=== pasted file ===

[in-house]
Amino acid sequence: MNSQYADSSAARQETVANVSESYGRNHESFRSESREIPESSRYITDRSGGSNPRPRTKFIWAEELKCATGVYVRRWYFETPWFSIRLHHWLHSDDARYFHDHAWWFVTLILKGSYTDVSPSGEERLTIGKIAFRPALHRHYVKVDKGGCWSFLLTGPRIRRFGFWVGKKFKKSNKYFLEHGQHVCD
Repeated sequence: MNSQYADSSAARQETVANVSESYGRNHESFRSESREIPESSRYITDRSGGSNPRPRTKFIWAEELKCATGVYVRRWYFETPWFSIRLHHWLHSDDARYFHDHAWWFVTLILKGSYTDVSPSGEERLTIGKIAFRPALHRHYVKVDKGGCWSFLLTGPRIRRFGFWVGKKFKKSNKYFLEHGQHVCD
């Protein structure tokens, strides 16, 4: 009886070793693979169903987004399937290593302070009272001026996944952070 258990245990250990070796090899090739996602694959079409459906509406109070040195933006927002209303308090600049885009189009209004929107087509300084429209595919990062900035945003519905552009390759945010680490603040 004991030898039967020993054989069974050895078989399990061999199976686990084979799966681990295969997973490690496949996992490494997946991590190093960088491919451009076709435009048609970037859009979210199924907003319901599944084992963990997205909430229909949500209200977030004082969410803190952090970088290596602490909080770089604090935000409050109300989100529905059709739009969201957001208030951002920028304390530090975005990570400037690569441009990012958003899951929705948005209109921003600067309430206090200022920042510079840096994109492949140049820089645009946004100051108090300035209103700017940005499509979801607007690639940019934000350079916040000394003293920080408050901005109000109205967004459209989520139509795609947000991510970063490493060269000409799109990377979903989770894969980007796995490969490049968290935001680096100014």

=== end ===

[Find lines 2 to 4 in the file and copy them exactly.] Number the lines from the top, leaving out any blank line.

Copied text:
Amino acid sequence: MNSQYADSSAARQETVANVSESYGRNHESFRSESREIPESSRYITDRSGGSNPRPRTKFIWAEELKCATGVYVRRWYFETPWFSIRLHHWLHSDDARYFHDHAWWFVTLILKGSYTDVSPSGEERLTIGKIAFRPALHRHYVKVDKGGCWSFLLTGPRIRRFGFWVGKKFKKSNKYFLEHGQHVCD
Repeated sequence: MNSQYADSSAARQETVANVSESYGRNHESFRSESREIPESSRYITDRSGGSNPRPRTKFIWAEELKCATGVYVRRWYFETPWFSIRLHHWLHSDDARYFHDHAWWFVTLILKGSYTDVSPSGEERLTIGKIAFRPALHRHYVKVDKGGCWSFLLTGPRIRRFGFWVGKKFKKSNKYFLEHGQHVCD
């Protein structure tokens, strides 16, 4: 009886070793693979169903987004399937290593302070009272001026996944952070 258990245990250990070796090899090739996602694959079409459906509406109070040195933006927002209303308090600049885009189009209004929107087509300084429209595919990062900035945003519905552009390759945010680490603040 004991030898039967020993054989069974050895078989399990061999199976686990084979799966681990295969997973490690496949996992490494997946991590190093960088491919451009076709435009048609970037859009979210199924907003319901599944084992963990997205909430229909949500209200977030004082969410803190952090970088290596602490909080770089604090935000409050109300989100529905059709739009969201957001208030951002920028304390530090975005990570400037690569441009990012958003899951929705948005209109921003600067309430206090200022920042510079840096994109492949140049820089645009946004100051108090300035209103700017940005499509979801607007690639940019934000350079916040000394003293920080408050901005109000109205967004459209989520139509795609947000991510970063490493060269000409799109990377979903989770894969980007796995490969490049968290935001680096100014």